Mud (2013)

MudHaving heard tell of a boat wedged firmly in a tree, most likely placed there during a recent flood, young friends Ellis (Tye Sheridan) and Neckbone (Jacob Lofland) set out in search of their fabled treasure. Finding it on a small island in the Arkansas delta, the boys are disappointed to discover that the boat has already been claimed. A man named Mud (Matthew McConaughey) is laying low from the law, hiding out on the otherwise uninhabited island until he can make contact with Juniper (Reese Witherspoon), the love of his life. Desperate to believe in true love on account of his own parents’ deteriorating marriage, Ellis agrees to help Mud in any way that he can.

Fresh from last year’s self-styled “McConnaissance”, which saw the actor reinvent himself through hits such as Killer Joe, Magic Mike and The Paperboy (which, admittedly, only saw its UK release this February), Matthew McConaughey has continued his ascent into credibility with another accomplished turn in Jeff Nichols’ coming-of-age film, Mud.

The movie takes its name from McConaughey’s character’s mysterious moniker, though the title is equally evocative of the bog-like setting. While never overtly dangerous, McConaughey imbues his character with incredible presence and physicality, generating a mystique and unease that adds to the film’s at times overwhelming sense of foreboding. It’s a praise-worthy performance, and one that could have proved problematic in other hands, not least due to the thick accent and relative isolation to the film’s off-island events.

However, as impressive as McConaughey undoubtedly is, this film ultimately belongs to its two young stars: newcomers Tye Sheridan and Jacob Lofland. It’s actually alarming just how easy it is to forget that the two are simply acting, so believably do they immerse themselves in their characters. Building an easy rapport and mining astonishing depth out of their plucky protagonists, both carry the movie with an assurance that is well beyond their years. Such is their hold over the audience that you are thankfully too entranced to make the obvious comparisons with Tom Sawyer and Stand By Me.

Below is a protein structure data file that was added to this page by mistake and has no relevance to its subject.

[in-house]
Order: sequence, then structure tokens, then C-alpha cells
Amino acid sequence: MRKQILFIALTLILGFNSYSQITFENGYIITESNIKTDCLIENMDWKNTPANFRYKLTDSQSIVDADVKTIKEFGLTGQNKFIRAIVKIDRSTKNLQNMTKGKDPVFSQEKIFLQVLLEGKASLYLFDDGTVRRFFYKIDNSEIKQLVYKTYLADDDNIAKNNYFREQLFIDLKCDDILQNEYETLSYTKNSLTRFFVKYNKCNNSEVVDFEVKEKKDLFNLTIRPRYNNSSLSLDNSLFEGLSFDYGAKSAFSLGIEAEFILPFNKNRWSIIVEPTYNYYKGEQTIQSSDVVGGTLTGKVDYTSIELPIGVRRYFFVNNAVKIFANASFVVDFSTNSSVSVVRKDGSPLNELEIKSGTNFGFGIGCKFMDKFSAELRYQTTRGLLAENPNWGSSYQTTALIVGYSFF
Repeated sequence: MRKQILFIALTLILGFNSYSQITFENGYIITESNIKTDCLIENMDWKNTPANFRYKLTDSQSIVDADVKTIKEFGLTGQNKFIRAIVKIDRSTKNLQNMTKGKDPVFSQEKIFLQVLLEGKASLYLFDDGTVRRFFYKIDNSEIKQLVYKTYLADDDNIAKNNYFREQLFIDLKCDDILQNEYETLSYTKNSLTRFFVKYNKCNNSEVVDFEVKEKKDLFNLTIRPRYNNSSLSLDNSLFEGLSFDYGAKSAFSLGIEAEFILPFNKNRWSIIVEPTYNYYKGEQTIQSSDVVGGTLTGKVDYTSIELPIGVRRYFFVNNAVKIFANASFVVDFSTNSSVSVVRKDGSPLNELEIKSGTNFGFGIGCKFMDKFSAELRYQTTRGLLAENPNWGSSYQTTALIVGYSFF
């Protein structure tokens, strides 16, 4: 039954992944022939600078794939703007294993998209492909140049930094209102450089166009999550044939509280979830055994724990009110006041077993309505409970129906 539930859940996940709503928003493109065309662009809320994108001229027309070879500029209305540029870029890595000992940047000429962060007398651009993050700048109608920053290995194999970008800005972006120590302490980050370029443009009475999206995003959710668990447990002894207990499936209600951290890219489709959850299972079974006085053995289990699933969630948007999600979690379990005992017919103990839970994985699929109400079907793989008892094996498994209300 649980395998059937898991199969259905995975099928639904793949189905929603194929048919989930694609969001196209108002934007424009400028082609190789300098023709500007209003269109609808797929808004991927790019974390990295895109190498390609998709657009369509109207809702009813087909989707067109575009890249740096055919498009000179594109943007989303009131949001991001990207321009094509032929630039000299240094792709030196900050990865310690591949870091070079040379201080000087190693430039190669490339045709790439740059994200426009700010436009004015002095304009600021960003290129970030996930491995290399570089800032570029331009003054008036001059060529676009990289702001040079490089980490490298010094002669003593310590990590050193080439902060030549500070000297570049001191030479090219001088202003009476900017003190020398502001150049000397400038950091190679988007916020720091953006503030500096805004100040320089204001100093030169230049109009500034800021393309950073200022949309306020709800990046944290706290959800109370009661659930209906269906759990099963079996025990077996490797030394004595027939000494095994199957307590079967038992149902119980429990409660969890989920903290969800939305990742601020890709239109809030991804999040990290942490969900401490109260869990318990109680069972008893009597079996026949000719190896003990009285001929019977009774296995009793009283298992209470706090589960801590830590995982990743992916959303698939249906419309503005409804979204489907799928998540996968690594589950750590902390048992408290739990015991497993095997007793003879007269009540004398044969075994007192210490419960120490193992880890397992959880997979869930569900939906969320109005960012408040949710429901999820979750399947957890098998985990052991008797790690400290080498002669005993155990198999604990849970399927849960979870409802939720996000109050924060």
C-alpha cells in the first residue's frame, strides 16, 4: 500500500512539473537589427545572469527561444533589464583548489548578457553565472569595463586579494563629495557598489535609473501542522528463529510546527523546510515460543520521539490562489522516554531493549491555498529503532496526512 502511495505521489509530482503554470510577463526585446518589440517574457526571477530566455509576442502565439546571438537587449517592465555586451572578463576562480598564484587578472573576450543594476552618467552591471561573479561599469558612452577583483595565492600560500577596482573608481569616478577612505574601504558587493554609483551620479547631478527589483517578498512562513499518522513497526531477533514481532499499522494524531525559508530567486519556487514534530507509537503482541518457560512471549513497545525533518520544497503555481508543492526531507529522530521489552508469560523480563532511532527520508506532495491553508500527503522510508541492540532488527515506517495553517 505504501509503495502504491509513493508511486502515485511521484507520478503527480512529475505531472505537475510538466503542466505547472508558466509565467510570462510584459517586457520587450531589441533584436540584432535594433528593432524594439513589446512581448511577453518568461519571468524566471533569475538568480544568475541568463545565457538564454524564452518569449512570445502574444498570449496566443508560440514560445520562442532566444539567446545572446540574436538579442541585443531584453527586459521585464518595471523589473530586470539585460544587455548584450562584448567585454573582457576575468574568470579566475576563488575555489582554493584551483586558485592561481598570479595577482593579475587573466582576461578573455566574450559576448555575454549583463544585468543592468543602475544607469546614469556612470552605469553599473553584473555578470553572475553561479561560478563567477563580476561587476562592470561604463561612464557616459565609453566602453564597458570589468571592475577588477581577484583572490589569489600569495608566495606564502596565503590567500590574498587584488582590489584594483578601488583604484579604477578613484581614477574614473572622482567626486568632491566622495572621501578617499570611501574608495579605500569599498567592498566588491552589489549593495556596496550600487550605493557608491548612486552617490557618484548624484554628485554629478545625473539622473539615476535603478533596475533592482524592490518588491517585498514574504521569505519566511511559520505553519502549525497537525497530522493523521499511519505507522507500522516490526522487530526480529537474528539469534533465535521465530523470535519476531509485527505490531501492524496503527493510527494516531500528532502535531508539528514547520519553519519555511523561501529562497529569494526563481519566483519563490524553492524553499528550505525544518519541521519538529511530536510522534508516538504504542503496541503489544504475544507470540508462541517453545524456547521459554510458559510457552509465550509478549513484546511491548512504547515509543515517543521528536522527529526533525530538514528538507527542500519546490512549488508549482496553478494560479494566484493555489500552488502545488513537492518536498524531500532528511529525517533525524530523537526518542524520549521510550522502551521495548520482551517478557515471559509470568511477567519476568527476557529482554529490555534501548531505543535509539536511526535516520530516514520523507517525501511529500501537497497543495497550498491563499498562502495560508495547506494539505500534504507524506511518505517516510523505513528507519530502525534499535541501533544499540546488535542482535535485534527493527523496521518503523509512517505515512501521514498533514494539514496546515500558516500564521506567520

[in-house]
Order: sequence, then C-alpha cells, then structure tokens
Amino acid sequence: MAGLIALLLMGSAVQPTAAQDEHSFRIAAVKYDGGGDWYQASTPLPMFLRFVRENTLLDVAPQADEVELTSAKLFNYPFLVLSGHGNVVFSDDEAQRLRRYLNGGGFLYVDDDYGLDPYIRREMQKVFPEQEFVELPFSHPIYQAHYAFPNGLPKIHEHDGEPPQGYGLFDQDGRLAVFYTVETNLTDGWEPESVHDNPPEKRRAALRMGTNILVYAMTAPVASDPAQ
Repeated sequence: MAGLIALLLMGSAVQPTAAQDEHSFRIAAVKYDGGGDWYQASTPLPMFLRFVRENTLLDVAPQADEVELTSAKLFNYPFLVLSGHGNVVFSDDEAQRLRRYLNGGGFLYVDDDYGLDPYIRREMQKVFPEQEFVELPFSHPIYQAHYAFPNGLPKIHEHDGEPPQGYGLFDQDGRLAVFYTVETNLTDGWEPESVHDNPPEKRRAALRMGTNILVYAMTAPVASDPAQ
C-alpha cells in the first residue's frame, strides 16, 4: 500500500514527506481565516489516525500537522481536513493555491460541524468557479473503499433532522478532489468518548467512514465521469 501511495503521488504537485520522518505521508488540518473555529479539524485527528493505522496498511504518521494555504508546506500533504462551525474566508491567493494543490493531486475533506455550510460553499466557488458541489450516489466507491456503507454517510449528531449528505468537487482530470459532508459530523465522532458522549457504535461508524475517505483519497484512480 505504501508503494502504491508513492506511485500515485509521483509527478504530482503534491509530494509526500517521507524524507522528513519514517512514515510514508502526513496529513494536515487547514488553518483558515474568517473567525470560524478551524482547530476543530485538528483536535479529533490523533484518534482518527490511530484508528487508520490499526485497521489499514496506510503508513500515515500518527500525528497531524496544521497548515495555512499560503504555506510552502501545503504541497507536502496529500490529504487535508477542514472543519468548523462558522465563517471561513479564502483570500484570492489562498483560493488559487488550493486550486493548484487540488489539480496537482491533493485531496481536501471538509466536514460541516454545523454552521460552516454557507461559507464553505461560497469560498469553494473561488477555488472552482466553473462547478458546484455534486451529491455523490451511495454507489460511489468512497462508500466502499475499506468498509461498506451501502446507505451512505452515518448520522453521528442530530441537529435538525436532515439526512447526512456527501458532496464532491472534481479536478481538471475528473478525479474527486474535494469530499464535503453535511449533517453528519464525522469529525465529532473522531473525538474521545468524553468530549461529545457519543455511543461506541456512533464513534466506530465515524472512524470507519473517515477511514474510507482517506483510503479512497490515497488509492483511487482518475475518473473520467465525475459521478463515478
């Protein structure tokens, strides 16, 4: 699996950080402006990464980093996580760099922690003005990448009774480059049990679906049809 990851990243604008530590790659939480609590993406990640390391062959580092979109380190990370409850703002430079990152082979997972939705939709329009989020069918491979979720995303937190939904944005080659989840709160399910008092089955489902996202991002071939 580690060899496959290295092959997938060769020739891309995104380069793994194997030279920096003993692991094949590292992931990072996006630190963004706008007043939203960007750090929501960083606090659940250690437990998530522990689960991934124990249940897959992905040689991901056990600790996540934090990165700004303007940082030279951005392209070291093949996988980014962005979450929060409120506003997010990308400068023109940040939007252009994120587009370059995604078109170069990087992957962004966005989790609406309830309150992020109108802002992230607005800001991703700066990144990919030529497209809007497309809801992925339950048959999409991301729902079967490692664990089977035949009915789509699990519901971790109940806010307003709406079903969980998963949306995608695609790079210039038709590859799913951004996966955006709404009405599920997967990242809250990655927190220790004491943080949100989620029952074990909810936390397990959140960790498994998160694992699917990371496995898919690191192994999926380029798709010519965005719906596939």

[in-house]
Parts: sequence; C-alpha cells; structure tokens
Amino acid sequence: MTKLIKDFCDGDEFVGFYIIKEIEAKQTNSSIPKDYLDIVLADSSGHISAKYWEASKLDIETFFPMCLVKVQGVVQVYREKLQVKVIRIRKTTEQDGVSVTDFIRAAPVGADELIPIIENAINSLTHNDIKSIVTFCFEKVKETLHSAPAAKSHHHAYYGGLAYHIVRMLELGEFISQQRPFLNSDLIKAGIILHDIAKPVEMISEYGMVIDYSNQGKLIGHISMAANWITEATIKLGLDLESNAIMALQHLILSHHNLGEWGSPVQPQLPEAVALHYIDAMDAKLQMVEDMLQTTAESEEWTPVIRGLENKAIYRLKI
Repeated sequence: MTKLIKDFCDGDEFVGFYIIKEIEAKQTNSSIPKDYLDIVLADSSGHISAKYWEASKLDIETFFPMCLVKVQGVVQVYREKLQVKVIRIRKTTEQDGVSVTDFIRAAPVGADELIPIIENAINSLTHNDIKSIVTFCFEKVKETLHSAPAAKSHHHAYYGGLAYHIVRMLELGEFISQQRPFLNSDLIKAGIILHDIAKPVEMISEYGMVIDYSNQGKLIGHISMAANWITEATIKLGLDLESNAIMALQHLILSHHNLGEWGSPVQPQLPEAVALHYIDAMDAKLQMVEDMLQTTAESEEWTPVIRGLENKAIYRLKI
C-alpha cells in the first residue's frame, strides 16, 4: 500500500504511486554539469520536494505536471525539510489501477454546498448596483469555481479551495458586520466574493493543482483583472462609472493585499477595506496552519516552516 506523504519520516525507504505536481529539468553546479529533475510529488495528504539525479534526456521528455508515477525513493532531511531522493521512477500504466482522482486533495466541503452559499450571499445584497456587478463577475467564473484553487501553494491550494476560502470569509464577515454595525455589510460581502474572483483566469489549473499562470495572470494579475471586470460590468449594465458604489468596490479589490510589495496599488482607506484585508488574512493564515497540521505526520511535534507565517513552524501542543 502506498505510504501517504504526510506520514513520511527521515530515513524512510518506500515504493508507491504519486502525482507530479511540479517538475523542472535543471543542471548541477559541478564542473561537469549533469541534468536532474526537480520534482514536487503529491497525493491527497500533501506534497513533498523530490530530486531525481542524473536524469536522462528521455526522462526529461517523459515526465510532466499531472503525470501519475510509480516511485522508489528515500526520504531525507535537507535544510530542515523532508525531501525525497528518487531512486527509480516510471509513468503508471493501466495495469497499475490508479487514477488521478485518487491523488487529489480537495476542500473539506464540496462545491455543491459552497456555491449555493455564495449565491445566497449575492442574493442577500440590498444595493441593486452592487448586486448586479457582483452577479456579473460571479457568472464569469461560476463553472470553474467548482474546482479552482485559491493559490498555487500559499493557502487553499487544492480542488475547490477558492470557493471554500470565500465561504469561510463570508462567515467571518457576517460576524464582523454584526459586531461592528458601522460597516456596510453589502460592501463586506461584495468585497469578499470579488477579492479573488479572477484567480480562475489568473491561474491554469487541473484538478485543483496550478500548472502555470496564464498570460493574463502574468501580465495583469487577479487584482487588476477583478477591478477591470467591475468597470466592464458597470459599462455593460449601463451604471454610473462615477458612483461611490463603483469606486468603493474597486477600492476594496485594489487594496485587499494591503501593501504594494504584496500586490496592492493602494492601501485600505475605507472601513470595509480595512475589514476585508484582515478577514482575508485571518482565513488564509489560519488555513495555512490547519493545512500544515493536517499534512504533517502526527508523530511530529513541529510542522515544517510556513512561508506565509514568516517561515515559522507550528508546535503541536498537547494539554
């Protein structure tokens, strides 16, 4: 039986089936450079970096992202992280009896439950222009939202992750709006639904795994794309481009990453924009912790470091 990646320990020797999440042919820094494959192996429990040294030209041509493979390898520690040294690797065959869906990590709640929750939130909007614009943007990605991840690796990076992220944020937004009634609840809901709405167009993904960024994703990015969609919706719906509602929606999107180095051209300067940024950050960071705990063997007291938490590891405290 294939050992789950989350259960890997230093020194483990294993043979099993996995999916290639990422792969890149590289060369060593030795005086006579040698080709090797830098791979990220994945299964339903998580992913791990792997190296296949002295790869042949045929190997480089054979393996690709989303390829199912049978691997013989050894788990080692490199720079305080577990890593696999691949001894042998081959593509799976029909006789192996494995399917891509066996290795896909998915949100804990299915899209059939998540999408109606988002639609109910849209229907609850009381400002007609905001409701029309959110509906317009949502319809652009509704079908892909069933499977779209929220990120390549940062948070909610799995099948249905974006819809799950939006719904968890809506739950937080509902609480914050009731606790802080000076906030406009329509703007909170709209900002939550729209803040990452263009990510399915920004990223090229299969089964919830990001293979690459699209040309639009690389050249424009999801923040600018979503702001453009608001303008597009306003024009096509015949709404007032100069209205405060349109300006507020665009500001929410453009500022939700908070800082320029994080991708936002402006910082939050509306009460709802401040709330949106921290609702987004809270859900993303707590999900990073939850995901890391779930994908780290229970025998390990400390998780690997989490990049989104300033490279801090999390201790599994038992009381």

As you might have noticed, this is an incredibly masculine and male-orientated film — focusing at it does on the relationships between boys and their fathers. More than a Bildungsroman or mere boy’s own adventure, however, Mud is a meditation on love, and one that is notable for the lack of biological ties between the two generations of men. Unfortunately, the film’s representation of romantic love is far less positive and wholesome. Every woman in the film is presented as weak and treacherous, with Reese Witherspoon in particular given little to do but pine and cheat.

A little too one-sided to satisfy completely, Mud is a flawed but nevertheless powerful piece of filmmaking. Whatever the film’s muddled message, Nichols has brought together a gifted cast, a great script and some truly spectacular cinematography to altogether mesmerising effect.

4-Stars

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About popcornaddiction
I am a psychology graduate, a News Writer for HeyUGuys/BestforFilm and, most importantly, a hopeless popcorn addict.

One Response to Mud (2013)

  1. Pingback: May 2013 – I’ve got a tank on my ass! | popcornaddict

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